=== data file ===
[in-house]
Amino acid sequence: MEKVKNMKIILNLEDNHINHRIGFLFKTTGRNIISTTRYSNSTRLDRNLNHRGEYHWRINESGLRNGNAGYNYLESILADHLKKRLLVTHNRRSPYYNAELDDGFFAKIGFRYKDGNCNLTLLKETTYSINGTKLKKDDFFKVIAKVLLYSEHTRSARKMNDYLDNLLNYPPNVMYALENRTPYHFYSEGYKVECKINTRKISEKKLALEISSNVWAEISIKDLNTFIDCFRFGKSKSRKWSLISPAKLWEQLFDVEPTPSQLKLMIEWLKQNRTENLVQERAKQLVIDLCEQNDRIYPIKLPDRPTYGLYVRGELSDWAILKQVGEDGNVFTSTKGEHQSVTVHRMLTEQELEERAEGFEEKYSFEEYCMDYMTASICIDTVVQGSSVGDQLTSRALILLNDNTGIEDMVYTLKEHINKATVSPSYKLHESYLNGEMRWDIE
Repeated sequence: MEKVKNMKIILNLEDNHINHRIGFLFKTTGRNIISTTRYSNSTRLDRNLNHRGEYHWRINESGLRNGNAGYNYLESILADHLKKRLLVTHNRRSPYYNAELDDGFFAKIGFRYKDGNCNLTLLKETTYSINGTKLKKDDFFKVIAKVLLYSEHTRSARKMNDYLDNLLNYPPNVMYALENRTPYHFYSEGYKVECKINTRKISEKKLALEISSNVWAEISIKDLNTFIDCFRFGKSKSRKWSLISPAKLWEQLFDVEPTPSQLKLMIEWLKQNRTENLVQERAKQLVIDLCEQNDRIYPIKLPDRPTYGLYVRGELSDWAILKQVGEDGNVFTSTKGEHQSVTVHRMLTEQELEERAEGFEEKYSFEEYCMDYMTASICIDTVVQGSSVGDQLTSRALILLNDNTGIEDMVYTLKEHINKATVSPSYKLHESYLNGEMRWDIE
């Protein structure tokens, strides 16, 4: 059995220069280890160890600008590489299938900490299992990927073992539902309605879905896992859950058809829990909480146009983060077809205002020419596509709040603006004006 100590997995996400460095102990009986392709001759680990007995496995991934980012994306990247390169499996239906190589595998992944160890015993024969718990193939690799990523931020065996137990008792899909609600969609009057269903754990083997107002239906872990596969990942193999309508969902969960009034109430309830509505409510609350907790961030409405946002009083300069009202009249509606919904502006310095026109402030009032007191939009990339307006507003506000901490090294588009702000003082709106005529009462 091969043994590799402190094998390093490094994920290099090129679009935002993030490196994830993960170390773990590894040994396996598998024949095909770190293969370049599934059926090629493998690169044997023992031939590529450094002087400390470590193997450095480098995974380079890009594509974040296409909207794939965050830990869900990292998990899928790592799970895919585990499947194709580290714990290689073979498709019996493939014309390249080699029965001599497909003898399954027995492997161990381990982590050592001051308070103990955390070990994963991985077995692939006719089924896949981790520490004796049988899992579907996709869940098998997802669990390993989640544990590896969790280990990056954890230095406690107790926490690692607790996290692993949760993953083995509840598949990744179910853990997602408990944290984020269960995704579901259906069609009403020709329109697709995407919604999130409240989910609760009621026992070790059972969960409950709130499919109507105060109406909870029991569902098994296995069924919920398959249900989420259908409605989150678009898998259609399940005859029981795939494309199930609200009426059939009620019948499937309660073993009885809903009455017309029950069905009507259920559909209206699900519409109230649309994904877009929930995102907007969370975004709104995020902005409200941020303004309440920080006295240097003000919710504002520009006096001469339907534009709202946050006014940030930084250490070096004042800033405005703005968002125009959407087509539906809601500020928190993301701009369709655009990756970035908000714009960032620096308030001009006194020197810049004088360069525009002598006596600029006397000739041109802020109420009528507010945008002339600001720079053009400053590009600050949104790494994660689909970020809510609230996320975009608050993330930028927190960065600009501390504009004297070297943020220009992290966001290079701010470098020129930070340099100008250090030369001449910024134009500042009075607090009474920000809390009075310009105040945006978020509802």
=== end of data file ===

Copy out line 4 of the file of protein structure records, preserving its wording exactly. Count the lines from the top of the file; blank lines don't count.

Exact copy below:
């Protein structure tokens, strides 16, 4: 059995220069280890160890600008590489299938900490299992990927073992539902309605879905896992859950058809829990909480146009983060077809205002020419596509709040603006004006 100590997995996400460095102990009986392709001759680990007995496995991934980012994306990247390169499996239906190589595998992944160890015993024969718990193939690799990523931020065996137990008792899909609600969609009057269903754990083997107002239906872990596969990942193999309508969902969960009034109430309830509505409510609350907790961030409405946002009083300069009202009249509606919904502006310095026109402030009032007191939009990339307006507003506000901490090294588009702000003082709106005529009462 091969043994590799402190094998390093490094994920290099090129679009935002993030490196994830993960170390773990590894040994396996598998024949095909770190293969370049599934059926090629493998690169044997023992031939590529450094002087400390470590193997450095480098995974380079890009594509974040296409909207794939965050830990869900990292998990899928790592799970895919585990499947194709580290714990290689073979498709019996493939014309390249080699029965001599497909003898399954027995492997161990381990982590050592001051308070103990955390070990994963991985077995692939006719089924896949981790520490004796049988899992579907996709869940098998997802669990390993989640544990590896969790280990990056954890230095406690107790926490690692607790996290692993949760993953083995509840598949990744179910853990997602408990944290984020269960995704579901259906069609009403020709329109697709995407919604999130409240989910609760009621026992070790059972969960409950709130499919109507105060109406909870029991569902098994296995069924919920398959249900989420259908409605989150678009898998259609399940005859029981795939494309199930609200009426059939009620019948499937309660073993009885809903009455017309029950069905009507259920559909209206699900519409109230649309994904877009929930995102907007969370975004709104995020902005409200941020303004309440920080006295240097003000919710504002520009006096001469339907534009709202946050006014940030930084250490070096004042800033405005703005968002125009959407087509539906809601500020928190993301701009369709655009990756970035908000714009960032620096308030001009006194020197810049004088360069525009002598006596600029006397000739041109802020109420009528507010945008002339600001720079053009400053590009600050949104790494994660689909970020809510609230996320975009608050993330930028927190960065600009501390504009004297070297943020220009992290966001290079701010470098020129930070340099100008250090030369001449910024134009500042009075607090009474920000809390009075310009105040945006978020509802």